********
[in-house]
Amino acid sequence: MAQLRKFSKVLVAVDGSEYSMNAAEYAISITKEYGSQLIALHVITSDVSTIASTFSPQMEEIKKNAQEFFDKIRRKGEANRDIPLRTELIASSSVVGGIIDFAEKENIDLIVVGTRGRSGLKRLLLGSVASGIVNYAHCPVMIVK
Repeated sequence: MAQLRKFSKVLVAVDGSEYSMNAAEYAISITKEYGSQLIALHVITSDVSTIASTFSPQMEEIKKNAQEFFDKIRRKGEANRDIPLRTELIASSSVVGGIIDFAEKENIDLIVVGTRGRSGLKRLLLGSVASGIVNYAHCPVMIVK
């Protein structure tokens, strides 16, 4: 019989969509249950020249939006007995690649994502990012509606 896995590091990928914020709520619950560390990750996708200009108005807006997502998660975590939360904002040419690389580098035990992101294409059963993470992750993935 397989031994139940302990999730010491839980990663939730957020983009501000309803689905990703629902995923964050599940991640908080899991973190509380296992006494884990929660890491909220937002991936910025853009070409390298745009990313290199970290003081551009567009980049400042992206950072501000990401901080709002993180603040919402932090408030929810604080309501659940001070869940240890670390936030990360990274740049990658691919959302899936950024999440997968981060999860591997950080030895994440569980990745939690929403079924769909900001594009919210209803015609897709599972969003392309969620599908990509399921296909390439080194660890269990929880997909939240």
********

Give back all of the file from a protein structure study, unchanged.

[in-house]
Amino acid sequence: MAQLRKFSKVLVAVDGSEYSMNAAEYAISITKEYGSQLIALHVITSDVSTIASTFSPQMEEIKKNAQEFFDKIRRKGEANRDIPLRTELIASSSVVGGIIDFAEKENIDLIVVGTRGRSGLKRLLLGSVASGIVNYAHCPVMIVK
Repeated sequence: MAQLRKFSKVLVAVDGSEYSMNAAEYAISITKEYGSQLIALHVITSDVSTIASTFSPQMEEIKKNAQEFFDKIRRKGEANRDIPLRTELIASSSVVGGIIDFAEKENIDLIVVGTRGRSGLKRLLLGSVASGIVNYAHCPVMIVK
């Protein structure tokens, strides 16, 4: 019989969509249950020249939006007995690649994502990012509606 896995590091990928914020709520619950560390990750996708200009108005807006997502998660975590939360904002040419690389580098035990992101294409059963993470992750993935 397989031994139940302990999730010491839980990663939730957020983009501000309803689905990703629902995923964050599940991640908080899991973190509380296992006494884990929660890491909220937002991936910025853009070409390298745009990313290199970290003081551009567009980049400042992206950072501000990401901080709002993180603040919402932090408030929810604080309501659940001070869940240890670390936030990360990274740049990658691919959302899936950024999440997968981060999860591997950080030895994440569980990745939690929403079924769909900001594009919210209803015609897709599972969003392309969620599908990509399921296909390439080194660890269990929880997909939240």